Research Group Leader, Mechanistic Cell Biology
The function and regulation of microtubule networks
We investigate the function and regulation of microtubule networks in mammalian cells. Microtubules play important roles in a variety of cellular processes, including cell division, cell migration, and neuronal morphogenesis. The microtubule polymer is highly dynamic within cells, and a large number of microtubule-associated proteins interact with microtubules and modulate their dynamics, nucleation, and stability, as well as their interactions with other proteins and organelles. The precise regulation of microtubule dynamics and interactions differs over cell development, the cell cycle, and intracellular space, and is essential to the cellular processes in which microtubules function. Misregulation of these properties can lead to disease progression, and it is thus important to understand how changes in microtubule dynamics facilitate function, and how these changes are regulated. One focus of the lab is to uncover the mechanisms by which the dynamic instability of microtubules during mitosis is controlled to ensure both accurate alignment and segregation of chromosomes, and how specific defects in these mechanisms may lead to the chromosomal instability common to cancers.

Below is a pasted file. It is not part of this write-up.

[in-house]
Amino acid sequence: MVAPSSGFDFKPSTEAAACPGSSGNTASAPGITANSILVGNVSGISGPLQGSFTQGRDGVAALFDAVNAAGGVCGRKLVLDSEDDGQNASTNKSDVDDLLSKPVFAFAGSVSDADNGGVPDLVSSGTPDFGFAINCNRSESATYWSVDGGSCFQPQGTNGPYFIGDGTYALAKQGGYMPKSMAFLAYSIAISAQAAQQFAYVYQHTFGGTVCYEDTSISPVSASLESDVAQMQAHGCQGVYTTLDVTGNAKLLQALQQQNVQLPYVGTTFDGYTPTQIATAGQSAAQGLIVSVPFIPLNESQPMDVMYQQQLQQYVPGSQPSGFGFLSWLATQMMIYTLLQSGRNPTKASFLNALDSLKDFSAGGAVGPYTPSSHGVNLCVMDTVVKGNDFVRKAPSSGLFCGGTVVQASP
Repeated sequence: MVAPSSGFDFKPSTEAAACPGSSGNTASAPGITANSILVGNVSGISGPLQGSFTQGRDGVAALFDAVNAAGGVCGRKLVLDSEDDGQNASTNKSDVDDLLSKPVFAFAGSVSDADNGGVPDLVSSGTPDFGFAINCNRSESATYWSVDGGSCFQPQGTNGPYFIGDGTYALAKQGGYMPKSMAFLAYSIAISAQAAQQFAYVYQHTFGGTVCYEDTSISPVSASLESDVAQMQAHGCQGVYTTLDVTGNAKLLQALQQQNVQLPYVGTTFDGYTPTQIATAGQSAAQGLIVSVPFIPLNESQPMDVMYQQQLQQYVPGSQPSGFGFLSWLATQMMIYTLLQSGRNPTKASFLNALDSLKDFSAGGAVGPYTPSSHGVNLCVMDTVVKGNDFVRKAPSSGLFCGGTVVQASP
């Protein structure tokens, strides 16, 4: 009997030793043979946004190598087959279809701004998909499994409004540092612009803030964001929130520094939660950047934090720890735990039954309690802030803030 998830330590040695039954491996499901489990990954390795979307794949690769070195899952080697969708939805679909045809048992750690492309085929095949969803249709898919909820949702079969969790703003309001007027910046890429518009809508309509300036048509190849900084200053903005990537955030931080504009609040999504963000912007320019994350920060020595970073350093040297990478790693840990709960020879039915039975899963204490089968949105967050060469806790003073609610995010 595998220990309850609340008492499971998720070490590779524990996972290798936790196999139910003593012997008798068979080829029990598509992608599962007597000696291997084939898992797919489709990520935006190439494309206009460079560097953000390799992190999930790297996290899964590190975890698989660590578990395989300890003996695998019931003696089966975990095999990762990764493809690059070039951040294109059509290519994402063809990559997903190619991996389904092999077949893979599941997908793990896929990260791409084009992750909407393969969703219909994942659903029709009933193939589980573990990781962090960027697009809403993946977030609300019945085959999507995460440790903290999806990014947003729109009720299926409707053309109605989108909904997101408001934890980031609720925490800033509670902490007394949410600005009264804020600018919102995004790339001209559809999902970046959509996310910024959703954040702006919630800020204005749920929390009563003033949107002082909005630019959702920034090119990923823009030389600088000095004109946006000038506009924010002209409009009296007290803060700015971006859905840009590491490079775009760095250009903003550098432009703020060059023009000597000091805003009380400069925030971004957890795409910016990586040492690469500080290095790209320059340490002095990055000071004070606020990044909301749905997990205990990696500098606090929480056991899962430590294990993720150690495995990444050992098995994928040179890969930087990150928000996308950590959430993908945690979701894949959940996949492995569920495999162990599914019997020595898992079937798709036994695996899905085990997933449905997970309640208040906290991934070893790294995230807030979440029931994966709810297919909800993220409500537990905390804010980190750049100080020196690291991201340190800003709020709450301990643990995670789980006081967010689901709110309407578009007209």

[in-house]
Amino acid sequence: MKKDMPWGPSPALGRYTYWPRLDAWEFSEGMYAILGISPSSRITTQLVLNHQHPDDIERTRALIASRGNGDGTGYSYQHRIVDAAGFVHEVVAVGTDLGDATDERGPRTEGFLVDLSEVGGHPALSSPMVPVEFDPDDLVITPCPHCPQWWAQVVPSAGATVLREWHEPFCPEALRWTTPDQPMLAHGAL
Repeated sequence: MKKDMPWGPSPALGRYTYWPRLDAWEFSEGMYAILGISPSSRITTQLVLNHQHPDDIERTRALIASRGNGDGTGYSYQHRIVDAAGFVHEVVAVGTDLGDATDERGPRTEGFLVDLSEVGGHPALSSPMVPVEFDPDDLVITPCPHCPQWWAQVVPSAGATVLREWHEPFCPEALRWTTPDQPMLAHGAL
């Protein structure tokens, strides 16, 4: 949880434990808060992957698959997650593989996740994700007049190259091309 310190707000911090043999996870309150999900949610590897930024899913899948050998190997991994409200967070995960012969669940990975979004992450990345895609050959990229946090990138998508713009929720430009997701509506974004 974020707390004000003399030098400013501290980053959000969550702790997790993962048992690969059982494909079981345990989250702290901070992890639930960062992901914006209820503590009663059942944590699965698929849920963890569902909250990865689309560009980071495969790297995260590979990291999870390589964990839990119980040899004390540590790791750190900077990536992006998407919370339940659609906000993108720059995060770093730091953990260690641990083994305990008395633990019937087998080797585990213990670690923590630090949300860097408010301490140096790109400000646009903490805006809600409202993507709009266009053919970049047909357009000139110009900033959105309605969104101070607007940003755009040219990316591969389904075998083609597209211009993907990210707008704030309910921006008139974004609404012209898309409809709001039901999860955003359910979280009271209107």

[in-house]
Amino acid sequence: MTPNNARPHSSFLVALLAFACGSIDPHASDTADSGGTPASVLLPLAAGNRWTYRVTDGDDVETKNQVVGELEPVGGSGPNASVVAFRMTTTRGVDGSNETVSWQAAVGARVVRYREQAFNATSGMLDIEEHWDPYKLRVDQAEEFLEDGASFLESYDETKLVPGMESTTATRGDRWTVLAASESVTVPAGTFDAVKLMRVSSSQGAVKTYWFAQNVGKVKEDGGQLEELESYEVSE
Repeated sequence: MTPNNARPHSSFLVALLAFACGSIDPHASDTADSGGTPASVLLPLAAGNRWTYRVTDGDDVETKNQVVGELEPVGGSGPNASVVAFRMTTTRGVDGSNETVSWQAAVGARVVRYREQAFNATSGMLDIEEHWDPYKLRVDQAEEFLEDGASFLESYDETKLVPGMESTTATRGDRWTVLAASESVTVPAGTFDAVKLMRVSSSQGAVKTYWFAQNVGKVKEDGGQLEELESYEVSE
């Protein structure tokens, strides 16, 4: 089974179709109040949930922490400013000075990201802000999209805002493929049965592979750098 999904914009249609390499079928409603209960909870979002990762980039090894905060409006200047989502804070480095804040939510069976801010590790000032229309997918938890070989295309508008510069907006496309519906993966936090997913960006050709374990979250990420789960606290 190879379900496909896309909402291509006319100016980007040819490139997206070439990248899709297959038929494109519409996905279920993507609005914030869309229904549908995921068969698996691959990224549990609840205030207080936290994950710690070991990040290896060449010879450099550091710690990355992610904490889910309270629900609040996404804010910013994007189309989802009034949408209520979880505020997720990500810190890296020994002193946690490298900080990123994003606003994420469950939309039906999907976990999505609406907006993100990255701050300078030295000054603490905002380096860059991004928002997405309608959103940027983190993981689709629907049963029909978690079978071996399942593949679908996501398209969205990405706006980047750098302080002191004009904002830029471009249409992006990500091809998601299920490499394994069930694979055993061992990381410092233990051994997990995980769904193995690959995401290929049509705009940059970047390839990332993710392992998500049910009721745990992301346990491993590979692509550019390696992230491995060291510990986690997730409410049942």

We always welcome applications from qualified and highly motivated individuals (MSc and postdoc level). Please contact us via email to discuss details. Applicants for PhD positions will have to apply through the IMPRS-CMB program, but we are happy to discuss opportunities and projects any time.
Rondelet A, Lin YC, Singh D, Porfetye AT, Thakur HC, Hecker A, Brinkert P, Schmidt N, Bendre S, Müller F, Mazul L, Widlund PO, Bange T, Hiller M, Vetter IR, Bird AW. (2020). Clathrin's adaptor interaction sites are repurposed to stabilize microtubules during mitosis. J Cell Biol
Bendre S , Hall C, Rondelet A, Wöstehoff N., Lin Y-C, Brouhard GJ, and Bird AW (2016). GTSE1 tunes microtubule dynamics for chromosome alignment and segregation through MCAK inhibition. J Cell Biol 215(5):631-647.
Bird AW, Erler A, Fu J, Hériché JK, Maresca M, Zhang Y, Hyman AA, Stewart AF (2011). High-efficiency counterselection recombineering for site-directed mutagenesis in bacterial artificial chromosomes. Nat Methods 9(1):103-9.
Bird AW, Hyman AA (2008). Building a spindle of the correct length in human cells requires the interaction between TPX2 and Aurora A. J Cell Biol 182(2):289-300.